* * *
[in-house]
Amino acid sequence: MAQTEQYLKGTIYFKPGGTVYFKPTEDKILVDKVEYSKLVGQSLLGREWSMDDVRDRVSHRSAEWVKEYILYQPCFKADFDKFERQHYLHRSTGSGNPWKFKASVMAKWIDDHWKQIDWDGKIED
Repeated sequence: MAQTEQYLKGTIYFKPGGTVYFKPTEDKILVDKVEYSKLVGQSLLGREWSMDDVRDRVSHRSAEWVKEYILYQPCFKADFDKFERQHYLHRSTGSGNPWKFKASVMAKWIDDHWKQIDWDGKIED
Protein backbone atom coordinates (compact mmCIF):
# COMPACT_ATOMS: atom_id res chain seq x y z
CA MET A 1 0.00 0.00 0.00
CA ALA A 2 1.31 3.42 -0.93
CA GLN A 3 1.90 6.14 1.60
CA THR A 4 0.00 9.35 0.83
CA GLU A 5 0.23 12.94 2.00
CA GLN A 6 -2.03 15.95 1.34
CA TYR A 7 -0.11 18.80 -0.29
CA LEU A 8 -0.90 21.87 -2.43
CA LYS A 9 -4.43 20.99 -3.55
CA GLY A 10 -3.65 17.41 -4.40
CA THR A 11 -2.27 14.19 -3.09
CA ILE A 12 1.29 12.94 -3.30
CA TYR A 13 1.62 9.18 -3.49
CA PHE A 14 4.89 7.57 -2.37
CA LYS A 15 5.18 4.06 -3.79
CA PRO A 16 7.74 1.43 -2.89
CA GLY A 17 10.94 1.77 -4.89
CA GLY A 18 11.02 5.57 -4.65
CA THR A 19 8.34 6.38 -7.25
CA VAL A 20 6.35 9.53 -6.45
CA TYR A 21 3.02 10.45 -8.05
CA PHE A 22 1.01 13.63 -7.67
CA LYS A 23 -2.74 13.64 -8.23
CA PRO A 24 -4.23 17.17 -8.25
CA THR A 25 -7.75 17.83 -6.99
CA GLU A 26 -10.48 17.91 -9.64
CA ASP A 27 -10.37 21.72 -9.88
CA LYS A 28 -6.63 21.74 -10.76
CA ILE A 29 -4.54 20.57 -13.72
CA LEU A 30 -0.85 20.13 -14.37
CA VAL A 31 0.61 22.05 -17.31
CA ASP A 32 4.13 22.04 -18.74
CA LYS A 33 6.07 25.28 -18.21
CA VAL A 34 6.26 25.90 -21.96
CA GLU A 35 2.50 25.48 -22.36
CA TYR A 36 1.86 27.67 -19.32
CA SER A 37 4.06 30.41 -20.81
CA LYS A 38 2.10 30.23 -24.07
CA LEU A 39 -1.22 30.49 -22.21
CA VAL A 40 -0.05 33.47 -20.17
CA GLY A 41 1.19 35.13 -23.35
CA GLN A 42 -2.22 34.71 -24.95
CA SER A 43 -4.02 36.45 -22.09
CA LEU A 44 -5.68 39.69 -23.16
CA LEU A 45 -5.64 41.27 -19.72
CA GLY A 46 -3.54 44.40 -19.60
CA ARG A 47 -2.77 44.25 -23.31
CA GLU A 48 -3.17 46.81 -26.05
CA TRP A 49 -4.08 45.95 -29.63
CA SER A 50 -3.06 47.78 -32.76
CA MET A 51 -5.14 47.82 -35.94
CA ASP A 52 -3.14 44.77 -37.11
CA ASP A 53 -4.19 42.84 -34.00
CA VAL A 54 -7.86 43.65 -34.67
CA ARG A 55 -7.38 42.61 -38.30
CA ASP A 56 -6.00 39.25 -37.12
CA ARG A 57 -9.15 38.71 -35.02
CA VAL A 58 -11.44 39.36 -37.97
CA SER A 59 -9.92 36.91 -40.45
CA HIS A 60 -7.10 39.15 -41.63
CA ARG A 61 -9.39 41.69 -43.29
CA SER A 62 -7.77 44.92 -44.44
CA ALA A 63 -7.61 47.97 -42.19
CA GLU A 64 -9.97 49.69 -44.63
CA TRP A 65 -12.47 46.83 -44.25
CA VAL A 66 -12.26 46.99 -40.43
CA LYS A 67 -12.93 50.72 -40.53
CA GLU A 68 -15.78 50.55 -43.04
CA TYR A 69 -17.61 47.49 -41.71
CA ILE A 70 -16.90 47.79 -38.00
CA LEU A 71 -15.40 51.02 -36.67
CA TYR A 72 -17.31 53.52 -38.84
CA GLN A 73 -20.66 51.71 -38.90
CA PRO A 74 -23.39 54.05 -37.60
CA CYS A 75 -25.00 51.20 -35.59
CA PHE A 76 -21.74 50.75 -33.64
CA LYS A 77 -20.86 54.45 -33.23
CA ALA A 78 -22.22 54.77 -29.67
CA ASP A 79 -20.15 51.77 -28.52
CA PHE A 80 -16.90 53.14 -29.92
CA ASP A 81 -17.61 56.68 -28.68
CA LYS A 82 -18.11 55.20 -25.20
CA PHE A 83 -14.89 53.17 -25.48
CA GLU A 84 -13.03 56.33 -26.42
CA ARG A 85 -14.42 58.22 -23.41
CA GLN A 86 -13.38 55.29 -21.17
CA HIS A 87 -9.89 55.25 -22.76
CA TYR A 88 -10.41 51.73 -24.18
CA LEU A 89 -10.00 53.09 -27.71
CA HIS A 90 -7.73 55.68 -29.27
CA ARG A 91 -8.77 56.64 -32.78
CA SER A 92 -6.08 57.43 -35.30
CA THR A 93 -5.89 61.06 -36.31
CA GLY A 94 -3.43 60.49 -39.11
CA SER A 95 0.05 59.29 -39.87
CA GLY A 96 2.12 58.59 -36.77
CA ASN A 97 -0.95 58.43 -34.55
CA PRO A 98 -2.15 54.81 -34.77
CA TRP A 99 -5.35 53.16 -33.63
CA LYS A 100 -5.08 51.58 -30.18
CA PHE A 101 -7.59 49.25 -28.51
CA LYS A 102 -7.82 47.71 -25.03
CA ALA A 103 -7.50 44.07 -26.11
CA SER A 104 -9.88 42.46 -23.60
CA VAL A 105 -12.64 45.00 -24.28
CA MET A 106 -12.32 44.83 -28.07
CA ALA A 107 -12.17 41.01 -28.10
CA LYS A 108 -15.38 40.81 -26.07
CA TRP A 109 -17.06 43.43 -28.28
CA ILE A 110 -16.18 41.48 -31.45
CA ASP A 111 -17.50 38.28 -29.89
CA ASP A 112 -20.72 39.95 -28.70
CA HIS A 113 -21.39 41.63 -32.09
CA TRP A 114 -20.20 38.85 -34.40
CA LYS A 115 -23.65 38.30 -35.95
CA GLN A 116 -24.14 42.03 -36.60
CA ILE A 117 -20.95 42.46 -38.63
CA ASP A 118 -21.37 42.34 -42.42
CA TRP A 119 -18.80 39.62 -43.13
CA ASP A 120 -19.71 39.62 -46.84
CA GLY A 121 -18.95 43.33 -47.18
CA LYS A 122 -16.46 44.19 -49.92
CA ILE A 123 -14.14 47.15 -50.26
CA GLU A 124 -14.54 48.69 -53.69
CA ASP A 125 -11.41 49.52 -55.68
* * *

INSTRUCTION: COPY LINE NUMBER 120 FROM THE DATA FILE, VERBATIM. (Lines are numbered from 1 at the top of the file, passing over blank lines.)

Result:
CA LYS A 115 -23.65 38.30 -35.95